Tag Archives: Research

Writing Excuses 9.27: Pre-writing

What’s pre-writing? Well, it’s a little bit like “pre-cooking,” in which something is cooked prior to being put in the final recipe, but in food terms it might also be like “cleaning the kitchen” or “grocery shopping.” Outlining is one kind of pre-writing, but so is the creation of that 5,000-word prologue you decide not to keep, but which informed the whole rest of your story.

We talk about the different things that each of us do prior to actually laying down lines of prose, and how our processes differ between projects, genres, and mediums.

Special Announcement: The first ever Writing Excuses anthology, SHADOWS BENEATH, is available now. This anthology features stories brainstormed and critiqued here on the podcast, and includes draft versions, related episode transcripts, and authorial commentaries as well. Let Brandon tell you more about it!

Our critiquing episodes will begin airing next week, so if you want to read ahead, now’s the time to pick up SHADOWS BENEATH. Oh, and if you order the hardcover, you get the ebook free of charge!

SHADOWS BENEATH launches this weekend at Westercon 67, where Brandon, Mary, Dan, and Howard are Guests of Honor alongside Cory Doctorow, Christopher Garcia, William Stout, and Bradley Voytek.

Loving That Cover Art? Us too! It’s the work of Julie Dillon, who is on the 2014 Hugo ballot for Best Artist. You can admire (and comment upon!) the unobstructed original here in her DeviantArt gallery.

Dave Farland’s Writing Workshops sponsored us for this episode! Both Brandon and Dan have studied under Dave, and we’re all happy to wholeheartedly recommend his workshops to you. If you can’t fly to his place, well, visit MyStoryDoctor.com and take the online course. The coupon code for your Writing Excuses discount is EXCUSES, but don’t think that means you actually HAVE any of those…

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Sapient smells. Odors that think. Scents with their own hopes, dreams, and passions. Go.

Writing Excuses 9.9: What to do When Truth is Stranger than Fiction

Nancy Fulda is back this week to talk with us about the truth, and what do to when it’s stranger than fiction. Sometimes real people’s names are just too cool, and if you were to put them in a book nobody would believe it. Sometimes actual, historical events are so ridiculous there’s no way you can get away with putting them in a story that you expect people to take seriously. And sometimes real science is just not going to be believed by your readers.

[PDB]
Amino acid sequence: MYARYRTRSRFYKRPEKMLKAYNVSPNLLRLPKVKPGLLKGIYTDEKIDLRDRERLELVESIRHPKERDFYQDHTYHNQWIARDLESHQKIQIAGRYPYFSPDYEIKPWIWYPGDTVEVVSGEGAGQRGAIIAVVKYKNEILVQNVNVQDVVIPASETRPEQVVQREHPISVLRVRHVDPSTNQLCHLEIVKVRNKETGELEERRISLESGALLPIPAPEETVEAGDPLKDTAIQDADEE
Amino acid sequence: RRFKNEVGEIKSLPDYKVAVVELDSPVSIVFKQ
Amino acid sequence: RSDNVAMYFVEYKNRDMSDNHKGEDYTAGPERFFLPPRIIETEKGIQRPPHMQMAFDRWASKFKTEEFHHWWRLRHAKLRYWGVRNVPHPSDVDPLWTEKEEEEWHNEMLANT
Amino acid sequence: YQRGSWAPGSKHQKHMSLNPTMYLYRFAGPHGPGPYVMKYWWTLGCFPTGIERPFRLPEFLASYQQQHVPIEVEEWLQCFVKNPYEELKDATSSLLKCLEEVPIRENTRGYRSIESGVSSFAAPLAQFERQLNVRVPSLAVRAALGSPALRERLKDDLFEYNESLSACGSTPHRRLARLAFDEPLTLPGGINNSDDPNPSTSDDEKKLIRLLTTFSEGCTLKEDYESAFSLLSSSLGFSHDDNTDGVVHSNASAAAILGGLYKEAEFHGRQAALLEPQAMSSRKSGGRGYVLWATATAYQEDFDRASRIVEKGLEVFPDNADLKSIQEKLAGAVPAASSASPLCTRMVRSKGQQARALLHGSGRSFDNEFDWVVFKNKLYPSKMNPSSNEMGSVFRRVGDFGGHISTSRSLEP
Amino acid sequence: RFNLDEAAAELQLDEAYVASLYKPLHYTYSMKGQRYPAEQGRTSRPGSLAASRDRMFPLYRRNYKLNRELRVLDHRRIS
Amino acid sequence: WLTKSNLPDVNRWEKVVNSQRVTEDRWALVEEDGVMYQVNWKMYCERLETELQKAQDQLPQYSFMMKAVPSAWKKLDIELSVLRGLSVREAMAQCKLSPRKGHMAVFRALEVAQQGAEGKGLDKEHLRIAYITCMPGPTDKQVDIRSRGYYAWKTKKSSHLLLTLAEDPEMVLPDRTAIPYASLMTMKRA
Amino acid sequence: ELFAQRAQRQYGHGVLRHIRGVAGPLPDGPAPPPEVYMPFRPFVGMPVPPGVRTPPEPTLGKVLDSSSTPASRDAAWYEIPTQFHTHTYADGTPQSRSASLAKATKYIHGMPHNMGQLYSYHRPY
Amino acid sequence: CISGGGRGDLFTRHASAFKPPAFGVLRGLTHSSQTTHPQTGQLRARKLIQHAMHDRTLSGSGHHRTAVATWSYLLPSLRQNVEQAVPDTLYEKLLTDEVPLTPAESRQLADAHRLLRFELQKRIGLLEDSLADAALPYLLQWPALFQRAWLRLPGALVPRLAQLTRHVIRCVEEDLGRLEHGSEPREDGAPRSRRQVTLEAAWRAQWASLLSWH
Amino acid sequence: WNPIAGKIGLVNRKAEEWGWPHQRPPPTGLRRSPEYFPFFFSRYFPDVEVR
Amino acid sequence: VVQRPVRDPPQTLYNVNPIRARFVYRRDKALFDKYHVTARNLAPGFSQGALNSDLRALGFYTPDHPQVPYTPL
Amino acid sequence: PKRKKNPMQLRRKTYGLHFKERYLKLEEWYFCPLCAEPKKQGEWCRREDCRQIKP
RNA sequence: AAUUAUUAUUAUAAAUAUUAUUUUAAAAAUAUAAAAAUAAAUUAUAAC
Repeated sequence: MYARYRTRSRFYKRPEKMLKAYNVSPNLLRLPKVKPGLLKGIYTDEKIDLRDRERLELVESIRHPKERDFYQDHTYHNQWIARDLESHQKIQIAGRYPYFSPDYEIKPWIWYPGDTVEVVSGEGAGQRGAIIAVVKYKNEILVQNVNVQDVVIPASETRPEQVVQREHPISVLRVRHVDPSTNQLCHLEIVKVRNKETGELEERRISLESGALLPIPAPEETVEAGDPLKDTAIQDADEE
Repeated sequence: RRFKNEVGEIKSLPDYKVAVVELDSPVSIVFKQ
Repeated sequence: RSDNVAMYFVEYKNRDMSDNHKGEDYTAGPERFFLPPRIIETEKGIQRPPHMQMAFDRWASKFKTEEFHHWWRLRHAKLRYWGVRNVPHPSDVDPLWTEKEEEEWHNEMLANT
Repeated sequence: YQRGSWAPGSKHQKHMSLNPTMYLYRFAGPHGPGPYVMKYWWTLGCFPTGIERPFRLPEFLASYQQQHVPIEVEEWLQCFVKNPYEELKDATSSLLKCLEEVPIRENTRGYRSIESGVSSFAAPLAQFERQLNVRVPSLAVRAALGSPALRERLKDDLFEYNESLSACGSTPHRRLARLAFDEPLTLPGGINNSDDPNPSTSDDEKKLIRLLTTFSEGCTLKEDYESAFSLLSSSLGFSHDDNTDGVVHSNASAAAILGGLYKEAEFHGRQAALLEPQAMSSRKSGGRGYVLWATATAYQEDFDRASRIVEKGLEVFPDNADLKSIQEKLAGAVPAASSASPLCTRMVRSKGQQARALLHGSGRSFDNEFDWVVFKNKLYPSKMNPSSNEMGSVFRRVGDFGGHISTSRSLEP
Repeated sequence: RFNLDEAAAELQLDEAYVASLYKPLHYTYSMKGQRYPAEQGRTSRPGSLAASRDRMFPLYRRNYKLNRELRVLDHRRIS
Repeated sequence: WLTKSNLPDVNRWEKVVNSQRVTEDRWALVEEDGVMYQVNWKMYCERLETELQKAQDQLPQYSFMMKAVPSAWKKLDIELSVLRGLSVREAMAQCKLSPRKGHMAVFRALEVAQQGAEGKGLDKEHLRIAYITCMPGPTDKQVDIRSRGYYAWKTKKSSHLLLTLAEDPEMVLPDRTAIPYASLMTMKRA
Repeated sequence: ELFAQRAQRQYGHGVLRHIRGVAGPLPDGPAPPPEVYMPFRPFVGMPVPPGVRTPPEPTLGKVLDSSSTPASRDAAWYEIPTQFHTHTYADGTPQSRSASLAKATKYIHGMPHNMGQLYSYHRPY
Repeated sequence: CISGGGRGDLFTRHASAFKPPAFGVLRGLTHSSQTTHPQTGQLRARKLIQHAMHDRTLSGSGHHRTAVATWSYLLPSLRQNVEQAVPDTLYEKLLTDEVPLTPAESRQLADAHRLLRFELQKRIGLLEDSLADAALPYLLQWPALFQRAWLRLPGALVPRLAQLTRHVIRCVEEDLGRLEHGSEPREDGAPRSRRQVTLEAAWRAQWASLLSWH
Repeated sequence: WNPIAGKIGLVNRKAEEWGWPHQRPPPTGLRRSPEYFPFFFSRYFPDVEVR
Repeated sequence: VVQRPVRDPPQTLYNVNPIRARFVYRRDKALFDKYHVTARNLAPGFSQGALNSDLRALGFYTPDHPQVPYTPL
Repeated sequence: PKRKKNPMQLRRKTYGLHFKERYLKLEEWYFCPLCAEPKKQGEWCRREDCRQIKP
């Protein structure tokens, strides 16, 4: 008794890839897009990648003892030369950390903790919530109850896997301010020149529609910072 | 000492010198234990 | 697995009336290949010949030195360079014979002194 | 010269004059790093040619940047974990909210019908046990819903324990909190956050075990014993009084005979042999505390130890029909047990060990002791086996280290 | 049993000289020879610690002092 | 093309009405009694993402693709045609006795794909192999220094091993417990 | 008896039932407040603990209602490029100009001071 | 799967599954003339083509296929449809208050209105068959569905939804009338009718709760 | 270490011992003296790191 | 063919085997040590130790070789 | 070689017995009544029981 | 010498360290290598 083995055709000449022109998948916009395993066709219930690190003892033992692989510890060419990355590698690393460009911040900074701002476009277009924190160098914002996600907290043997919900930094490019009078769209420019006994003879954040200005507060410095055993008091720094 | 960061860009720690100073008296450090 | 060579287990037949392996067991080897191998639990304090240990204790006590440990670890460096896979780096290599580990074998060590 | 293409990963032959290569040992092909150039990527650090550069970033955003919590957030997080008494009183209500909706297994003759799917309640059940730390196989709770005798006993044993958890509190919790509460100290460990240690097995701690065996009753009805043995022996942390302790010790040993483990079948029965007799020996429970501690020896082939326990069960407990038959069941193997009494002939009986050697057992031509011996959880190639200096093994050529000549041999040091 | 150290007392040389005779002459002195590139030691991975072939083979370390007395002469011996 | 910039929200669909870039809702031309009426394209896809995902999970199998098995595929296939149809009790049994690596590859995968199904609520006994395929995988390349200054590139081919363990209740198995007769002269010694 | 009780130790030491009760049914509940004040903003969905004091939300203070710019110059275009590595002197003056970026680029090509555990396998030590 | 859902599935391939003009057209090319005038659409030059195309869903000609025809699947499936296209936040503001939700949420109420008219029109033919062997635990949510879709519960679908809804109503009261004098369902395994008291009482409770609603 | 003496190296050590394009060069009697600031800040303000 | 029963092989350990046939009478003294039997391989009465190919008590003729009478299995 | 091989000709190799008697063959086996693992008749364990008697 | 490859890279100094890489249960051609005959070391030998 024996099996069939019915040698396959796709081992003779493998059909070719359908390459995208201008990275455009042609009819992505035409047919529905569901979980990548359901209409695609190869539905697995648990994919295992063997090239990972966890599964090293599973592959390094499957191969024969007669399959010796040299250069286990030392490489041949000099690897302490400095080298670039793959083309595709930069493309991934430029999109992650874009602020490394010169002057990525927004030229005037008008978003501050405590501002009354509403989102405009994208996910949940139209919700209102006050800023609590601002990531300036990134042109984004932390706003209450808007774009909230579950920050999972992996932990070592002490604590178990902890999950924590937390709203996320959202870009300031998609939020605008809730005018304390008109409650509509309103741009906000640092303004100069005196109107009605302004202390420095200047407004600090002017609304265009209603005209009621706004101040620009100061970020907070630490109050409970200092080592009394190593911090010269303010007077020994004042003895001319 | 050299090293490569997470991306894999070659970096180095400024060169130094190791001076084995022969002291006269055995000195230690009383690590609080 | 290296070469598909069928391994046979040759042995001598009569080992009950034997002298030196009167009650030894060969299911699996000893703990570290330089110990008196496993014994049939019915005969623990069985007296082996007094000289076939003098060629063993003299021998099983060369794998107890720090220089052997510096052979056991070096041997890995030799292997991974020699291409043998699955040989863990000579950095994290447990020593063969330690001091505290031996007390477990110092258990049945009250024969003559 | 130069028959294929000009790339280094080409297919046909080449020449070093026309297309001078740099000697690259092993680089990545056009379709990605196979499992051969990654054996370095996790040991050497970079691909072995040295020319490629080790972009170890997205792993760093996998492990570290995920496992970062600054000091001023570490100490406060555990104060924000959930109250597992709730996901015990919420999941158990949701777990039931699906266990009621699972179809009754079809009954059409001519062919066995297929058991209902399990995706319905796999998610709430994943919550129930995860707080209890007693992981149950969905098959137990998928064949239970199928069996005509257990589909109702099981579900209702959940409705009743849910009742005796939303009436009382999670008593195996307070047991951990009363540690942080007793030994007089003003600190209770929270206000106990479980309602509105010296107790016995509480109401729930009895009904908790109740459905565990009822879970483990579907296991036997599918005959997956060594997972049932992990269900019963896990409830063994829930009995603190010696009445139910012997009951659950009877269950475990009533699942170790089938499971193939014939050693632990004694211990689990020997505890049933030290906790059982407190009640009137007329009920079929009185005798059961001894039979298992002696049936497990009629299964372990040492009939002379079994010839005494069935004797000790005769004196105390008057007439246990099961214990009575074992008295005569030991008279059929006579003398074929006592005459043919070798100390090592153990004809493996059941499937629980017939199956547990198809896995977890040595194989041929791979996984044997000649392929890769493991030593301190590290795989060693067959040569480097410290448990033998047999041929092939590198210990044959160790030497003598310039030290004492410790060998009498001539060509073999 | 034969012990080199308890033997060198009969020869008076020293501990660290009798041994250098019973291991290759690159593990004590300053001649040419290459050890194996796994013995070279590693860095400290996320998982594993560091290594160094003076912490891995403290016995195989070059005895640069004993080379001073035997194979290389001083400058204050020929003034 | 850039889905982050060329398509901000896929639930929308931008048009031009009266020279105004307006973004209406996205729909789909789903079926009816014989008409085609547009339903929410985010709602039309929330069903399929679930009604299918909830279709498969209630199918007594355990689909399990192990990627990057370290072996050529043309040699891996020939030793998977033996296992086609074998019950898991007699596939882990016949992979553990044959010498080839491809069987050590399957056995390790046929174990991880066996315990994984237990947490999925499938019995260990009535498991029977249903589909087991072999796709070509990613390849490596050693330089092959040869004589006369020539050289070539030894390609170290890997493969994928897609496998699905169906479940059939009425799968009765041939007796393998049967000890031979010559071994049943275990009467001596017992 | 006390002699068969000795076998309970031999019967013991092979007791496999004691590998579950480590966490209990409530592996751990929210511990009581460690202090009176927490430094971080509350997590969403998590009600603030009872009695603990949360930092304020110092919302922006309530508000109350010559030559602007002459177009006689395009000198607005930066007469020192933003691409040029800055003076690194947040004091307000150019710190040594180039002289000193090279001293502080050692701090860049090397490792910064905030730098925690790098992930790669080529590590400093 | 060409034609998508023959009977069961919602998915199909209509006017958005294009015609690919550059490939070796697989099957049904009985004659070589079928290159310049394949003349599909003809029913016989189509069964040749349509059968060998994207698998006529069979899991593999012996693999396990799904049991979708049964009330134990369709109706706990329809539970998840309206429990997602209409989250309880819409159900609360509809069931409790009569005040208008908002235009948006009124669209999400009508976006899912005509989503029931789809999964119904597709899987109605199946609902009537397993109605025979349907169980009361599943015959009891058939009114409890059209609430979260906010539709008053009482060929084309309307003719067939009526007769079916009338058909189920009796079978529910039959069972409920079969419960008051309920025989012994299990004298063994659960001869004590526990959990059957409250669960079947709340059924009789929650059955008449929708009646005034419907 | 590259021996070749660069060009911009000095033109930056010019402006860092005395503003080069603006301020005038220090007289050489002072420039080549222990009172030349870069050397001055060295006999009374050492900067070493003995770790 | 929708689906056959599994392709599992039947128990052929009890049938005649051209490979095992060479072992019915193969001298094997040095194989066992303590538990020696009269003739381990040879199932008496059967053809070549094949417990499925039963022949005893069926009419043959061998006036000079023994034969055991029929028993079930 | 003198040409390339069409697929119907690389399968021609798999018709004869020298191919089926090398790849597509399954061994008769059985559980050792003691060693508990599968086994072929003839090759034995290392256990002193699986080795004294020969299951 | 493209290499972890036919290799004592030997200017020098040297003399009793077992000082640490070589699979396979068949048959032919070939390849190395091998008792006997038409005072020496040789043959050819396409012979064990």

So how do you get away with using these things, with writing your stories in true places? Sometimes all it takes is the hanging of the right lantern, but in many cases you must go to great lengths to re-educate the reader without breaking the fourth wall or otherwise knocking them out of the story.

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Run your character through a double-funnel extruder and see what’s at the end.

Chimes at Midnight: An October Daye Novel, by Seanan McGuire, narrated by Mary Robinette Kowal

Writing Excuses 9.5: Hijacking the Knowledge You Already Have, with Mette Ivie Harrison

What are those things you already know, but which you might not be using in your writing? How do you identify those things and put them to work for you? Mette Ivie Harrison joins us for a discussion of how you might “hijack” (okay, “repurpose”) the knowledge you already have in order to make you a better writer. We hear a lot about the 10,000 hours of practice required to gain expertise in a given domain. It’s possible that you’ve already spent some of those 10,000 hours in activities that you didn’t realize were related.

Mette leads with her love of history. Mary directs us a bit with a metaphor from Jim Henson. Brandon talks about what is, by any other name, fanfic, and Howard talks about his degree in music composition. We also talk about how we leverage the knowledge we’re acquiring in other activities to flesh out the things we’re writing — in effect, letting that stuff serve as research without it being part of the actual research we do.

 

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Look at your own life. Take some skill, activity, or piece of esoteric knowledge that seems completely unrelated to your writing, and then incorporate it in the next thing that you write.

Dangerous Women, by George RR Martin, Gardner Dozois and several others (including Brandon Sanderson), narrated by a long A-list of voices.

Writing Excuses 9.4: Artificial Intelligence with Nancy Fulda